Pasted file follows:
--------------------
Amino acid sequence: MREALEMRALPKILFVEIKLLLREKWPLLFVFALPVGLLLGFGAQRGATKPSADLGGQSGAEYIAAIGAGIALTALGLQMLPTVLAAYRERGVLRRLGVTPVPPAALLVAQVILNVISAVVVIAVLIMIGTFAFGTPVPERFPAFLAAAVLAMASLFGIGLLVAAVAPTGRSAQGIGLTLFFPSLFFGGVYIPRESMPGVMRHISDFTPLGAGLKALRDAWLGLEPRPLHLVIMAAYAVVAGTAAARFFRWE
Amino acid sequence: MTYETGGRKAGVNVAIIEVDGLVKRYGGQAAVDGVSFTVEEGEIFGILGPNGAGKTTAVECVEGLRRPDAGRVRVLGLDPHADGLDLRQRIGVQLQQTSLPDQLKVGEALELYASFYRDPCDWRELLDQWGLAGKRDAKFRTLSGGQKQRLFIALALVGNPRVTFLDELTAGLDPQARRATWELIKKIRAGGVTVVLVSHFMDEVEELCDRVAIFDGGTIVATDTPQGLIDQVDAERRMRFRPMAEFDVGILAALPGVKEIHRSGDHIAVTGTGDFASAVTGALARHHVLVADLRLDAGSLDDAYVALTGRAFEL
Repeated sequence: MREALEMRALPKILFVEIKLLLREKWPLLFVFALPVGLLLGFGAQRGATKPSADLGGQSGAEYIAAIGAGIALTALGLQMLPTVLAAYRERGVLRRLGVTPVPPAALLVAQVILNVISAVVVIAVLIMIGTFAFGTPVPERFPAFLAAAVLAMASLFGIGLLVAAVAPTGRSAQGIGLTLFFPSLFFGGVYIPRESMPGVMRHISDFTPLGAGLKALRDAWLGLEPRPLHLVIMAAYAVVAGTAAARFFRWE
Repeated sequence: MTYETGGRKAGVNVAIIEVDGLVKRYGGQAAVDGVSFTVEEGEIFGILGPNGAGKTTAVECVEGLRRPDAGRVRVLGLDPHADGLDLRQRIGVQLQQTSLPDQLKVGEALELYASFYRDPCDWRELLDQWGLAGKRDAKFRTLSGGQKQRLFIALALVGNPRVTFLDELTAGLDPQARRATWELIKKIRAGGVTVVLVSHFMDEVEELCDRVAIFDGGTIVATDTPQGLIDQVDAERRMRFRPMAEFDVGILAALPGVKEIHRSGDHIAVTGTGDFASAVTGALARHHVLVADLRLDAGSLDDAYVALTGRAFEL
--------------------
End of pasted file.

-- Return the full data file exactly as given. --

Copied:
Amino acid sequence: MREALEMRALPKILFVEIKLLLREKWPLLFVFALPVGLLLGFGAQRGATKPSADLGGQSGAEYIAAIGAGIALTALGLQMLPTVLAAYRERGVLRRLGVTPVPPAALLVAQVILNVISAVVVIAVLIMIGTFAFGTPVPERFPAFLAAAVLAMASLFGIGLLVAAVAPTGRSAQGIGLTLFFPSLFFGGVYIPRESMPGVMRHISDFTPLGAGLKALRDAWLGLEPRPLHLVIMAAYAVVAGTAAARFFRWE
Amino acid sequence: MTYETGGRKAGVNVAIIEVDGLVKRYGGQAAVDGVSFTVEEGEIFGILGPNGAGKTTAVECVEGLRRPDAGRVRVLGLDPHADGLDLRQRIGVQLQQTSLPDQLKVGEALELYASFYRDPCDWRELLDQWGLAGKRDAKFRTLSGGQKQRLFIALALVGNPRVTFLDELTAGLDPQARRATWELIKKIRAGGVTVVLVSHFMDEVEELCDRVAIFDGGTIVATDTPQGLIDQVDAERRMRFRPMAEFDVGILAALPGVKEIHRSGDHIAVTGTGDFASAVTGALARHHVLVADLRLDAGSLDDAYVALTGRAFEL
Repeated sequence: MREALEMRALPKILFVEIKLLLREKWPLLFVFALPVGLLLGFGAQRGATKPSADLGGQSGAEYIAAIGAGIALTALGLQMLPTVLAAYRERGVLRRLGVTPVPPAALLVAQVILNVISAVVVIAVLIMIGTFAFGTPVPERFPAFLAAAVLAMASLFGIGLLVAAVAPTGRSAQGIGLTLFFPSLFFGGVYIPRESMPGVMRHISDFTPLGAGLKALRDAWLGLEPRPLHLVIMAAYAVVAGTAAARFFRWE
Repeated sequence: MTYETGGRKAGVNVAIIEVDGLVKRYGGQAAVDGVSFTVEEGEIFGILGPNGAGKTTAVECVEGLRRPDAGRVRVLGLDPHADGLDLRQRIGVQLQQTSLPDQLKVGEALELYASFYRDPCDWRELLDQWGLAGKRDAKFRTLSGGQKQRLFIALALVGNPRVTFLDELTAGLDPQARRATWELIKKIRAGGVTVVLVSHFMDEVEELCDRVAIFDGGTIVATDTPQGLIDQVDAERRMRFRPMAEFDVGILAALPGVKEIHRSGDHIAVTGTGDFASAVTGALARHHVLVADLRLDAGSLDDAYVALTGRAFEL